Japan and the UN Environment Programme (UNEP) committed to investing around three million U.S. dollars in setting up a mercury monitoring laboratory network in the Asia-Pacific region.
Unscientific disposal of everyday products including cosmetics, fluorescent bulbs, batteries and dental fillings that contain a high level of mercury, has become a significant health threat, leading to a large number of deaths globally.
The first case of mass mercury poisoning was identified in Minamata, Japan. In May 1956, a sudden influx of patients—mostly fishers—suffering from an unknown disease crowded the hospitals in the region.
After a series of protests, the government agreed to act. A probe found that a local company had dumped waste containing a high quantity of mercury leading to the ailment among locals. The mercury, that had seeped into the water sources, was consumed by fishes and subsequently entered the food chain of Minamata residents.
The contamination resulted in the death of nearly 900 people.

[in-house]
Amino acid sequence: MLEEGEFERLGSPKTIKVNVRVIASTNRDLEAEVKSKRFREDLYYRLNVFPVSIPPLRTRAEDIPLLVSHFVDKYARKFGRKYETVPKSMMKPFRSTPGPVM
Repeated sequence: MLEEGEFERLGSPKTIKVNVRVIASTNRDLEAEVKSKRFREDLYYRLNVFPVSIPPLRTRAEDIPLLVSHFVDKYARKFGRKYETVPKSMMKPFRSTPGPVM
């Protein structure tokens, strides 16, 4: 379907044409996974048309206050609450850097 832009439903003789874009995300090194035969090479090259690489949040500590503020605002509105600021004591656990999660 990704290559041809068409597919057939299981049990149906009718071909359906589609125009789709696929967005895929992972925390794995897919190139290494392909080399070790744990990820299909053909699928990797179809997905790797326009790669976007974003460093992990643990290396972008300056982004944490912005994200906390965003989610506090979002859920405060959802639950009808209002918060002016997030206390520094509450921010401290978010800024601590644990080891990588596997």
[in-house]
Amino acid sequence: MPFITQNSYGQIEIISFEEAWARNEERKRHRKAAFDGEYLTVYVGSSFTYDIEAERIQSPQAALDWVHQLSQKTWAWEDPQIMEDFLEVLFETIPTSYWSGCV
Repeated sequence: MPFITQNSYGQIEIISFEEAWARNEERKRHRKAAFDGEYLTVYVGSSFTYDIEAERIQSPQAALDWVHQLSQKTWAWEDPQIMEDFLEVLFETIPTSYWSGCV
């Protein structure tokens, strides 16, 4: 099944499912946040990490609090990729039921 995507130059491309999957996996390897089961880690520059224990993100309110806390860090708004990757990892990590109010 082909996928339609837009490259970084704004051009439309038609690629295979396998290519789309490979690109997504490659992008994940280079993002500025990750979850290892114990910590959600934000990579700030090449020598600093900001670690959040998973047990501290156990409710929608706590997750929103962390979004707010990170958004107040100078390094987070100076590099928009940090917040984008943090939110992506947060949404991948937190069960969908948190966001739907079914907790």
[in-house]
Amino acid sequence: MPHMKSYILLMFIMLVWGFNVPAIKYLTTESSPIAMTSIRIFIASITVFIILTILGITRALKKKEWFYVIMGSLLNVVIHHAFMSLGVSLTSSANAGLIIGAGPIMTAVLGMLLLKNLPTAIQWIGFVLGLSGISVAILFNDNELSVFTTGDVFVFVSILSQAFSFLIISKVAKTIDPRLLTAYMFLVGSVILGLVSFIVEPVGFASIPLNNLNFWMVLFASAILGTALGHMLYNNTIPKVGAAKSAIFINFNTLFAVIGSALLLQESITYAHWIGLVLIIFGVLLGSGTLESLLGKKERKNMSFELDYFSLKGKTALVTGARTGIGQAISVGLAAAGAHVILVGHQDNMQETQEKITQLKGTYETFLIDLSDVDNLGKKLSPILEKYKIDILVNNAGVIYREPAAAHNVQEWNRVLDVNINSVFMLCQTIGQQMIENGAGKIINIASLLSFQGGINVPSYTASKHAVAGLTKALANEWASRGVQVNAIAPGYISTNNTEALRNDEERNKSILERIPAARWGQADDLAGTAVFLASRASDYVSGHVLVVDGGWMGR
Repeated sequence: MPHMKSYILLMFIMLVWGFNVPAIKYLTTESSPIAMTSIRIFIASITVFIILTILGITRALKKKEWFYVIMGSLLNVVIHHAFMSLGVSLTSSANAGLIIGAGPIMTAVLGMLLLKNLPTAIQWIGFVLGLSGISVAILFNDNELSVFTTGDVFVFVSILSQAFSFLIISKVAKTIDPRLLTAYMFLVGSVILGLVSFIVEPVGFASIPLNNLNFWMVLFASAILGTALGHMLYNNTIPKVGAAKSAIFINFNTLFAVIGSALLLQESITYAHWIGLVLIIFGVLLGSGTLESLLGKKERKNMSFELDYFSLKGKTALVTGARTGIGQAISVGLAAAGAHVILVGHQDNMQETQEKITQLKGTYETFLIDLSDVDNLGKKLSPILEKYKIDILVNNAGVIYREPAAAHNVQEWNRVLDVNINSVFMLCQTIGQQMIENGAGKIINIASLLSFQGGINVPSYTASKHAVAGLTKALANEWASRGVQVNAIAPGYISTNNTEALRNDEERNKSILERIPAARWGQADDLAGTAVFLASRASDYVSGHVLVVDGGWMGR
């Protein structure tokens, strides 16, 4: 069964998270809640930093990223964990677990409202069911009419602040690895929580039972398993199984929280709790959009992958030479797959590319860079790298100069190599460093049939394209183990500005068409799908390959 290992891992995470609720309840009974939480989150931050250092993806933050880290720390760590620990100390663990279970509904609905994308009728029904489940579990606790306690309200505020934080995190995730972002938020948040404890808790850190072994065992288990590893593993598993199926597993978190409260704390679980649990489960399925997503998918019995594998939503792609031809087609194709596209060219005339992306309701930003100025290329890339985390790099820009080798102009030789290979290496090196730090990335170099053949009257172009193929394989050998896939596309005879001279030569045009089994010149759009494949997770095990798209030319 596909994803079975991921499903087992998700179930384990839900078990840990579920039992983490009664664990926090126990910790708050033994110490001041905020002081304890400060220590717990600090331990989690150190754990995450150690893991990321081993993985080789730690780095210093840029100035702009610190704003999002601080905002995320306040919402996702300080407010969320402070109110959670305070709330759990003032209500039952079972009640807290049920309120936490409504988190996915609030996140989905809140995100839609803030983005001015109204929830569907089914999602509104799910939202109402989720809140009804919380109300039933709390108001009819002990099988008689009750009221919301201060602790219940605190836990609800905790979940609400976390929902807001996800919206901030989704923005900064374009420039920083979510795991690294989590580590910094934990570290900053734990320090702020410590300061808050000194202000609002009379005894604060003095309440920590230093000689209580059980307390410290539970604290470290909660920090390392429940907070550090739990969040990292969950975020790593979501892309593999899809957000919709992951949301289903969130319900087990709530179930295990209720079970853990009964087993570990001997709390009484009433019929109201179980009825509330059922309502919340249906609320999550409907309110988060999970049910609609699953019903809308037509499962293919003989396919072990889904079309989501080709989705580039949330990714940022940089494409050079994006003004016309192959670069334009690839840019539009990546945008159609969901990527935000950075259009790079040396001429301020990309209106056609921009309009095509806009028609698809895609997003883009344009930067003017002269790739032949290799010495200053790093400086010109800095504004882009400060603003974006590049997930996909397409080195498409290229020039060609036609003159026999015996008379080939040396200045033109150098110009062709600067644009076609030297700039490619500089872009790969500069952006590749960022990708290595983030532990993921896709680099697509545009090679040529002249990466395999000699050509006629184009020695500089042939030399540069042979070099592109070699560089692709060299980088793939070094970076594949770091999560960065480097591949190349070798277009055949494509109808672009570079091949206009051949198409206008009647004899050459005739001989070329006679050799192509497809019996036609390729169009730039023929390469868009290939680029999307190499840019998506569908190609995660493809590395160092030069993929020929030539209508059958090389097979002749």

In 2016, nearly six decades after Japan's tragedy, a global treaty, the Minamata Convention was signed to protect human health from mercury pollution.
With nearly half of the global mercury consumption and emissions occurring in Asia and the Pacific, UN environment and Japan decided to tackle the issue.
"In the implementation of the Minamata Convention, we need effective and timely actions. We also need to bring wider stakeholders on board," said Tamami Umeda, director-general for Environmental Health Department of the Ministry of the Environment, Japan, in a press release.
"With that in mind, Japan has launched a new project to enhance mercury monitoring as a basis for enhanced science-based policy-making towards [curbing] global mercury pollution."
Apart from setting up the laboratory network, a capacity building and training module will also be provided to the countries in the Asia-Pacific region.
"The dangerous effects of mercury on the environment and human health are now well documented, and the global community is acting to protect people and planet," Dechen Tsering, UN Environment's Regional Director for Asia and the Pacific said.
Japan has long been an important leader on this issue, and this new contribution only serves to underline their commitment."